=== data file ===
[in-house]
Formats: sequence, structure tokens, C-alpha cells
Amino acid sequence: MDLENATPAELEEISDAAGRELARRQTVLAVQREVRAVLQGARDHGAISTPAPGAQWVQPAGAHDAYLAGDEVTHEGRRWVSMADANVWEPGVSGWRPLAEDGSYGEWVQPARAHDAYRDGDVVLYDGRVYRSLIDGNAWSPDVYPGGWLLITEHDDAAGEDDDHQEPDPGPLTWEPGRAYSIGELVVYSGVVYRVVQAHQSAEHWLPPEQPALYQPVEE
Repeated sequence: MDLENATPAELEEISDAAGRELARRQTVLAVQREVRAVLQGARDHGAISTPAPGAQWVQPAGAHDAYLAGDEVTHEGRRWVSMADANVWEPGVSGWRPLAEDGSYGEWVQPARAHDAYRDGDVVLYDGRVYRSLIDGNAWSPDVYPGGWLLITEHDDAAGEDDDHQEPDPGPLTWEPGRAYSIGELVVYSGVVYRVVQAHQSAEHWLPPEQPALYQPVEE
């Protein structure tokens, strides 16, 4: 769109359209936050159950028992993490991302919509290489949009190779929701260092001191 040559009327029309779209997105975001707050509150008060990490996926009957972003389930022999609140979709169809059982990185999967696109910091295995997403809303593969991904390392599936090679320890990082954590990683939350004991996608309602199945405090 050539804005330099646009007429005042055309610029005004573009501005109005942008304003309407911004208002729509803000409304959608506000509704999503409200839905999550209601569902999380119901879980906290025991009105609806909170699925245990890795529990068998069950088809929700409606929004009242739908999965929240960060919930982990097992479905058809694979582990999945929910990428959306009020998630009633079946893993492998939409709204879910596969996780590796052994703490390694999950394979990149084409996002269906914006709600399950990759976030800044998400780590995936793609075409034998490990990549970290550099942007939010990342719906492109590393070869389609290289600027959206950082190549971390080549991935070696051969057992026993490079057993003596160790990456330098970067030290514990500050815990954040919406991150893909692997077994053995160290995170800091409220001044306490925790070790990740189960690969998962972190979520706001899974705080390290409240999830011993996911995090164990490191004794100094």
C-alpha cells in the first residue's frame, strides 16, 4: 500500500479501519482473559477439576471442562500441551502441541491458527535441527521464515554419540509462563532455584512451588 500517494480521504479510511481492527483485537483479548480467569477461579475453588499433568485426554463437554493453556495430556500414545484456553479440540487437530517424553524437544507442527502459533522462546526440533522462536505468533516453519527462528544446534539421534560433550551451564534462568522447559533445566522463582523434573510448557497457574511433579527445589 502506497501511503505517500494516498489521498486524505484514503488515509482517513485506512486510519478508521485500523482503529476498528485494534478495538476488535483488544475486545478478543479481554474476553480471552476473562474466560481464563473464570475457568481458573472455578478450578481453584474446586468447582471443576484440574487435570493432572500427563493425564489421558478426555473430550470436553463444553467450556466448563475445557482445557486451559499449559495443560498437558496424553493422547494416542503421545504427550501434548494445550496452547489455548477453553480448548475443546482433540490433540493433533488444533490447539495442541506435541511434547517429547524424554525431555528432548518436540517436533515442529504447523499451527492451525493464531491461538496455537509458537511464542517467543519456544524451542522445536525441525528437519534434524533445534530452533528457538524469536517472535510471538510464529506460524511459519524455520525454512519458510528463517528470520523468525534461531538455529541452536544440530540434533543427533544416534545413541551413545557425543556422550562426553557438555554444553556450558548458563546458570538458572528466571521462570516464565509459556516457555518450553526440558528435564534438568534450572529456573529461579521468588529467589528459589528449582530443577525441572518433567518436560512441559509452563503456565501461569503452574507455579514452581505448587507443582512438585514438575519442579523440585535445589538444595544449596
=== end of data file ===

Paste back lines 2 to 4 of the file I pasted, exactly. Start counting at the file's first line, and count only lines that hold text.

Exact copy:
Formats: sequence, structure tokens, C-alpha cells
Amino acid sequence: MDLENATPAELEEISDAAGRELARRQTVLAVQREVRAVLQGARDHGAISTPAPGAQWVQPAGAHDAYLAGDEVTHEGRRWVSMADANVWEPGVSGWRPLAEDGSYGEWVQPARAHDAYRDGDVVLYDGRVYRSLIDGNAWSPDVYPGGWLLITEHDDAAGEDDDHQEPDPGPLTWEPGRAYSIGELVVYSGVVYRVVQAHQSAEHWLPPEQPALYQPVEE
Repeated sequence: MDLENATPAELEEISDAAGRELARRQTVLAVQREVRAVLQGARDHGAISTPAPGAQWVQPAGAHDAYLAGDEVTHEGRRWVSMADANVWEPGVSGWRPLAEDGSYGEWVQPARAHDAYRDGDVVLYDGRVYRSLIDGNAWSPDVYPGGWLLITEHDDAAGEDDDHQEPDPGPLTWEPGRAYSIGELVVYSGVVYRVVQAHQSAEHWLPPEQPALYQPVEE